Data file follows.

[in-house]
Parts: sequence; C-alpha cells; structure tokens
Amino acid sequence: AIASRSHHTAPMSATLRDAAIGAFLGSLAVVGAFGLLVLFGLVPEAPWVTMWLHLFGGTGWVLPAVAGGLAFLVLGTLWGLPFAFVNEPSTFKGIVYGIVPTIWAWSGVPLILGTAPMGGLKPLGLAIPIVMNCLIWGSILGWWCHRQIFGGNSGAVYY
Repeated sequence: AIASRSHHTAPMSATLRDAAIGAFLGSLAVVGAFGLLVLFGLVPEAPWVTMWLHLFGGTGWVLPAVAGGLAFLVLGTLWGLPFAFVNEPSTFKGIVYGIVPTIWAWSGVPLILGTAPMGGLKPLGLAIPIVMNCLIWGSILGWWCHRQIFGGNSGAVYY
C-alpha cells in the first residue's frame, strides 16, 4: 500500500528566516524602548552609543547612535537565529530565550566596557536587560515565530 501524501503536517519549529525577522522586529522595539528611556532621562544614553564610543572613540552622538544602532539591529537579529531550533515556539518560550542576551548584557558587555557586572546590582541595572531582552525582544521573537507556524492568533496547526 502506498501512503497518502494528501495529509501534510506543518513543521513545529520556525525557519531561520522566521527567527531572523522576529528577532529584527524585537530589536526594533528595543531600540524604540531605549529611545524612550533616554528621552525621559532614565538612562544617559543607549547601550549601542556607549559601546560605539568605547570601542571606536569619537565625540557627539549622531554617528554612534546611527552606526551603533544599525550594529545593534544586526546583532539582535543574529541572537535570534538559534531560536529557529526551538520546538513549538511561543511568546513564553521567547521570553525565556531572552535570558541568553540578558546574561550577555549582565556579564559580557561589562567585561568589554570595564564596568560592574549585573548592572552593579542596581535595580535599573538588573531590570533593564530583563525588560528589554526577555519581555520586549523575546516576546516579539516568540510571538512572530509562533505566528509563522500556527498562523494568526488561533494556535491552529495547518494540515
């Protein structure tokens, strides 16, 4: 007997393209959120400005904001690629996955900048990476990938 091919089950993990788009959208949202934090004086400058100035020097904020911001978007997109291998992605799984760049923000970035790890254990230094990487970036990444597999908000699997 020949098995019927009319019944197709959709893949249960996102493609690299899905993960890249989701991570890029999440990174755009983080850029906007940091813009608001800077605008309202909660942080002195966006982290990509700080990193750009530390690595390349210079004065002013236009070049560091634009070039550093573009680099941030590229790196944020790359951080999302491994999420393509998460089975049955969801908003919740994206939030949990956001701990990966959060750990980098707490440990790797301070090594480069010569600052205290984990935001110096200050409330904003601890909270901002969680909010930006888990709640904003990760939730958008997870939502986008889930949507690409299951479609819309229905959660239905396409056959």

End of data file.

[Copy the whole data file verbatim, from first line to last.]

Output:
[in-house]
Parts: sequence; C-alpha cells; structure tokens
Amino acid sequence: AIASRSHHTAPMSATLRDAAIGAFLGSLAVVGAFGLLVLFGLVPEAPWVTMWLHLFGGTGWVLPAVAGGLAFLVLGTLWGLPFAFVNEPSTFKGIVYGIVPTIWAWSGVPLILGTAPMGGLKPLGLAIPIVMNCLIWGSILGWWCHRQIFGGNSGAVYY
Repeated sequence: AIASRSHHTAPMSATLRDAAIGAFLGSLAVVGAFGLLVLFGLVPEAPWVTMWLHLFGGTGWVLPAVAGGLAFLVLGTLWGLPFAFVNEPSTFKGIVYGIVPTIWAWSGVPLILGTAPMGGLKPLGLAIPIVMNCLIWGSILGWWCHRQIFGGNSGAVYY
C-alpha cells in the first residue's frame, strides 16, 4: 500500500528566516524602548552609543547612535537565529530565550566596557536587560515565530 501524501503536517519549529525577522522586529522595539528611556532621562544614553564610543572613540552622538544602532539591529537579529531550533515556539518560550542576551548584557558587555557586572546590582541595572531582552525582544521573537507556524492568533496547526 502506498501512503497518502494528501495529509501534510506543518513543521513545529520556525525557519531561520522566521527567527531572523522576529528577532529584527524585537530589536526594533528595543531600540524604540531605549529611545524612550533616554528621552525621559532614565538612562544617559543607549547601550549601542556607549559601546560605539568605547570601542571606536569619537565625540557627539549622531554617528554612534546611527552606526551603533544599525550594529545593534544586526546583532539582535543574529541572537535570534538559534531560536529557529526551538520546538513549538511561543511568546513564553521567547521570553525565556531572552535570558541568553540578558546574561550577555549582565556579564559580557561589562567585561568589554570595564564596568560592574549585573548592572552593579542596581535595580535599573538588573531590570533593564530583563525588560528589554526577555519581555520586549523575546516576546516579539516568540510571538512572530509562533505566528509563522500556527498562523494568526488561533494556535491552529495547518494540515
């Protein structure tokens, strides 16, 4: 007997393209959120400005904001690629996955900048990476990938 091919089950993990788009959208949202934090004086400058100035020097904020911001978007997109291998992605799984760049923000970035790890254990230094990487970036990444597999908000699997 020949098995019927009319019944197709959709893949249960996102493609690299899905993960890249989701991570890029999440990174755009983080850029906007940091813009608001800077605008309202909660942080002195966006982290990509700080990193750009530390690595390349210079004065002013236009070049560091634009070039550093573009680099941030590229790196944020790359951080999302491994999420393509998460089975049955969801908003919740994206939030949990956001701990990966959060750990980098707490440990790797301070090594480069010569600052205290984990935001110096200050409330904003601890909270901002969680909010930006888990709640904003990760939730958008997870939502986008889930949507690409299951479609819309229905959660239905396409056959």